Yet lest our. Complaints should look like accusations of his Justice, or reproaches to his Providence, in the next place let us remember, we are Sinners also, and call to mind those Offences, which have been particuJarly committed against our heavenly Father, and caufed him to send these Evils upon us : As our forgetfulness of his Mercies, our presumption in Prosperity,our murmurings in Adversity, our greediness of worldly and contempt of heavenly things, our distrust of his Providence abuse of his Creatures, defiling our Bodies, unhallowing cur Souls,and our wafting our precious time: These are Sins directly against God the Father, our Maker and Preserver, and therefore are to be humbly confessed, and heartily bewailed, before we proceed to ask any Favours from him: 's meditate therefore what need wi - have of the Mercy o God the Father, to re

our Miseries and forgive our Sins, and then we Thalls -e,how necessary it is for us to cry with a mighty



Paffion, D Bob the Father, &c. while the Minister is a repeating, we have time to consider of our Calamities

and our Iniquities, and then when our part of the duty comes, I doubt not but we shall perform it with a vigorous Devotion.

S.IV. God the Son, Kedeemer of the world, babe

mercy upon us milerable Slaners,] The Orthodox Christians did always give the same Wor Thip to the Son of God, which they did to the Father, because he is Equal to the Father, and the Father himself hath commanded, That all men should honour the Son, even as they honour the Father, for be that honoureth not the Son, bonouretb not the Fatber which sent him, John v.23. so that the Arrian Heresy, which robbed the Son of his Worship as well as his Divinity, was not only injurious to our Lord Jesus,but displeasing to God the Father: Which was ingeniously signified by Ampbilocius , who, perceiving the Emperour Theodofius somewhat too favourable to the Arrian Opinions, came once into the prefence, where the fame Theodofius and his Son Arcadins (then Partner with his father in the Empire) were ftanding and making a low obeysance to the Father, he. took no notice of the Son at all, no not when he was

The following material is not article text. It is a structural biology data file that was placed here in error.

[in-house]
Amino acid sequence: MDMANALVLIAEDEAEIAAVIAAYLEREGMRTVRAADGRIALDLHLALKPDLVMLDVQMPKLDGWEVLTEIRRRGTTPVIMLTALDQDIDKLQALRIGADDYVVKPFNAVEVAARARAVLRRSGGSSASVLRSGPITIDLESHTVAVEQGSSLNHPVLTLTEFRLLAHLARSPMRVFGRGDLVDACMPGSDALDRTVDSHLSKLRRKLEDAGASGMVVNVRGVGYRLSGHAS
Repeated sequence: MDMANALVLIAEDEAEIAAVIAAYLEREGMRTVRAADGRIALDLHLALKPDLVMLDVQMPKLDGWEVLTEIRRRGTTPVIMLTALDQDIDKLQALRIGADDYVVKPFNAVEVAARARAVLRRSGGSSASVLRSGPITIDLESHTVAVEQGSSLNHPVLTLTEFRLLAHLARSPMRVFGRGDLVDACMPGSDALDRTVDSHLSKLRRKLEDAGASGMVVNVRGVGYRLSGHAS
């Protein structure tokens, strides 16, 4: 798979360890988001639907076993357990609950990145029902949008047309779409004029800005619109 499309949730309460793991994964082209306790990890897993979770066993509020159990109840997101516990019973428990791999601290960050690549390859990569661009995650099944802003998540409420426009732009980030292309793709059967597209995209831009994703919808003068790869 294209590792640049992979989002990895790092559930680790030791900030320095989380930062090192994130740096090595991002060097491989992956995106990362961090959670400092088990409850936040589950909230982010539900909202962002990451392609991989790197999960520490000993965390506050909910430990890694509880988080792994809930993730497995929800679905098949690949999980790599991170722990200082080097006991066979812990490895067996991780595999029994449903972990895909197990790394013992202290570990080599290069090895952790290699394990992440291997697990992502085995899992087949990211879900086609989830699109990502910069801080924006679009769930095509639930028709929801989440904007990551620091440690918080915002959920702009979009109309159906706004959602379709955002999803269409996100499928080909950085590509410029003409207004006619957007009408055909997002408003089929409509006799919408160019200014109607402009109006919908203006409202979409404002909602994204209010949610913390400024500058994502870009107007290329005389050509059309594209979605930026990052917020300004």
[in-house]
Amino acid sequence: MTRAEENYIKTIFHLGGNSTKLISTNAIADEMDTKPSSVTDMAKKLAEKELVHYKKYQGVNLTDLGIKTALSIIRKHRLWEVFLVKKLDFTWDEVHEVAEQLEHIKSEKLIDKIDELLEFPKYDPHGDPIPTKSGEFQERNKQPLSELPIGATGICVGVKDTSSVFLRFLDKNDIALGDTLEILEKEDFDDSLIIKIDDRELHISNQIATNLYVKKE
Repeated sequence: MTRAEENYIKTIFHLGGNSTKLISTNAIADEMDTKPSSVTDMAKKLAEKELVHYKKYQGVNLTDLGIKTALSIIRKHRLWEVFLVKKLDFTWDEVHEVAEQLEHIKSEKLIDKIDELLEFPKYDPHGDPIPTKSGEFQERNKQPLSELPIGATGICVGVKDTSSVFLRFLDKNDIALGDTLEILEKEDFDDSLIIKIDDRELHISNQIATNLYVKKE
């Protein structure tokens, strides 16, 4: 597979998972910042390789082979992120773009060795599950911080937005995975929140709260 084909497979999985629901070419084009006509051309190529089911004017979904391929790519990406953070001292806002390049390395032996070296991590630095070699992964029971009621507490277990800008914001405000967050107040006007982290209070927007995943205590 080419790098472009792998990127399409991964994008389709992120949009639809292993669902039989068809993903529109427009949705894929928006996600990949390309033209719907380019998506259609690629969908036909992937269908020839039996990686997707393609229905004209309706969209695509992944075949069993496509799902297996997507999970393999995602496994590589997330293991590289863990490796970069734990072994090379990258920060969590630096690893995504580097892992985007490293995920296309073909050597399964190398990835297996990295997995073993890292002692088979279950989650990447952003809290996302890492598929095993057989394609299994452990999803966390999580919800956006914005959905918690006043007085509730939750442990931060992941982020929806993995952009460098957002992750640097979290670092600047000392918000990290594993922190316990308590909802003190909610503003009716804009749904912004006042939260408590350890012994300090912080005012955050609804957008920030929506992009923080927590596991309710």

admonished of his Neglect ; but seeing the Empercur pa. angry thereat,he said, Are you displeased with me for not

giving equal Honour to your Son as to your self, and will not God be displeased at those who do not worship bis Eternal and only begotten Son,equally to bimself, as he hath commanded, Hiftor. Tripart. l.ix. cap.25. Wherefore when we have first adored the Father, we do next invocate the Son,declaring thereby, that we believe him to be very God, of equal pow' and dignity with his Father, calling him not the Son of God, but God the Son, and inaking the very fame Requelt to him that we


had made to the Father before, that he would have Mercy upon usand to encourage us to believe and hope, that he will grant it, we invoke him also by his proper Title, Redeemer of the World, for he tasted of Death for every Man Hebr.ii.9. and by him God reconciles the World unto himself, 2 Cor.5.19. Coloff. 1. 20. The Donatifts of old affirmed, Christ dyed only to redeem them, but St. Augustine sharply reproves their vanity, saying, they muft either have' a very. mean esteem for